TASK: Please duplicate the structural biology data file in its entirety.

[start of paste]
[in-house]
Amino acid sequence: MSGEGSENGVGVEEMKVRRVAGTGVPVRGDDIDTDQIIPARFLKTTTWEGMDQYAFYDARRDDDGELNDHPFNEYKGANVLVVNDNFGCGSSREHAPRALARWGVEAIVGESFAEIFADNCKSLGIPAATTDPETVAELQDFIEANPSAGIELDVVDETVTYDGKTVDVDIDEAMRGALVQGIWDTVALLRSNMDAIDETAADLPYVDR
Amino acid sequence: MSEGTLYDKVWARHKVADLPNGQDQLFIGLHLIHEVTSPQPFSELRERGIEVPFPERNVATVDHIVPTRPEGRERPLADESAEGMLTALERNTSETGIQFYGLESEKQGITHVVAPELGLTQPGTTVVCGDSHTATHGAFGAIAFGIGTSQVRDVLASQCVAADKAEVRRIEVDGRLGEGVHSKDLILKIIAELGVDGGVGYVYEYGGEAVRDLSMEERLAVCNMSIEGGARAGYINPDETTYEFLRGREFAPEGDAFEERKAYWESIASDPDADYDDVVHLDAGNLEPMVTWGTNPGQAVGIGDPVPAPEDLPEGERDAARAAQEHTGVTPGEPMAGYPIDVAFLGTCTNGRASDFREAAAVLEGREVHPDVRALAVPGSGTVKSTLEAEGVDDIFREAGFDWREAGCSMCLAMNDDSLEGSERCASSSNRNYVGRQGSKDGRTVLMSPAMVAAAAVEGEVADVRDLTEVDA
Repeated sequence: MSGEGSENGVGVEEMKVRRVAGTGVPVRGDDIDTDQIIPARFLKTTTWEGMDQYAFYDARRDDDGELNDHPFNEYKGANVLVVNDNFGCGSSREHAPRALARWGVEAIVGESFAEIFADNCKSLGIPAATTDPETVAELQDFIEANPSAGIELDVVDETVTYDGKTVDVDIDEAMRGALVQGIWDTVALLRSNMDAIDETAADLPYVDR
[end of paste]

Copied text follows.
[in-house]
Amino acid sequence: MSGEGSENGVGVEEMKVRRVAGTGVPVRGDDIDTDQIIPARFLKTTTWEGMDQYAFYDARRDDDGELNDHPFNEYKGANVLVVNDNFGCGSSREHAPRALARWGVEAIVGESFAEIFADNCKSLGIPAATTDPETVAELQDFIEANPSAGIELDVVDETVTYDGKTVDVDIDEAMRGALVQGIWDTVALLRSNMDAIDETAADLPYVDR
Amino acid sequence: MSEGTLYDKVWARHKVADLPNGQDQLFIGLHLIHEVTSPQPFSELRERGIEVPFPERNVATVDHIVPTRPEGRERPLADESAEGMLTALERNTSETGIQFYGLESEKQGITHVVAPELGLTQPGTTVVCGDSHTATHGAFGAIAFGIGTSQVRDVLASQCVAADKAEVRRIEVDGRLGEGVHSKDLILKIIAELGVDGGVGYVYEYGGEAVRDLSMEERLAVCNMSIEGGARAGYINPDETTYEFLRGREFAPEGDAFEERKAYWESIASDPDADYDDVVHLDAGNLEPMVTWGTNPGQAVGIGDPVPAPEDLPEGERDAARAAQEHTGVTPGEPMAGYPIDVAFLGTCTNGRASDFREAAAVLEGREVHPDVRALAVPGSGTVKSTLEAEGVDDIFREAGFDWREAGCSMCLAMNDDSLEGSERCASSSNRNYVGRQGSKDGRTVLMSPAMVAAAAVEGEVADVRDLTEVDA
Repeated sequence: MSGEGSENGVGVEEMKVRRVAGTGVPVRGDDIDTDQIIPARFLKTTTWEGMDQYAFYDARRDDDGELNDHPFNEYKGANVLVVNDNFGCGSSREHAPRALARWGVEAIVGESFAEIFADNCKSLGIPAATTDPETVAELQDFIEANPSAGIELDVVDETVTYDGKTVDVDIDEAMRGALVQGIWDTVALLRSNMDAIDETAADLPYVDR